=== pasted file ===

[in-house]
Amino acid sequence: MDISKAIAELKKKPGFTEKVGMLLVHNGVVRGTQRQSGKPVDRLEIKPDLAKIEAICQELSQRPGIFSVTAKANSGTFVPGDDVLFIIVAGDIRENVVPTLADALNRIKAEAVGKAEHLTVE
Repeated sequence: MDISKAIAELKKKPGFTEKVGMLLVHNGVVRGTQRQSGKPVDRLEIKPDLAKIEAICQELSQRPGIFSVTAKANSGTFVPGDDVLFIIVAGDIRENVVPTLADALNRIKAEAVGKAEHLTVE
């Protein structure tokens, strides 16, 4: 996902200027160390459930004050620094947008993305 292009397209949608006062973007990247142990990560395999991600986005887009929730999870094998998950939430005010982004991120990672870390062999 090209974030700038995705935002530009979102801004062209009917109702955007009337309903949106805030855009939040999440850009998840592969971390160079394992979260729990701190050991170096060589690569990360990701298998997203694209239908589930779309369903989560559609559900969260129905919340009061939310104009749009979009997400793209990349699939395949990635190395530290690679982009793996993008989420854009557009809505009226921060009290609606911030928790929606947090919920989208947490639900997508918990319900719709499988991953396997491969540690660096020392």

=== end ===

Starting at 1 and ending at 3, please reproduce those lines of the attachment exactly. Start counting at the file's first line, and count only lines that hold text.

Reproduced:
[in-house]
Amino acid sequence: MDISKAIAELKKKPGFTEKVGMLLVHNGVVRGTQRQSGKPVDRLEIKPDLAKIEAICQELSQRPGIFSVTAKANSGTFVPGDDVLFIIVAGDIRENVVPTLADALNRIKAEAVGKAEHLTVE
Repeated sequence: MDISKAIAELKKKPGFTEKVGMLLVHNGVVRGTQRQSGKPVDRLEIKPDLAKIEAICQELSQRPGIFSVTAKANSGTFVPGDDVLFIIVAGDIRENVVPTLADALNRIKAEAVGKAEHLTVE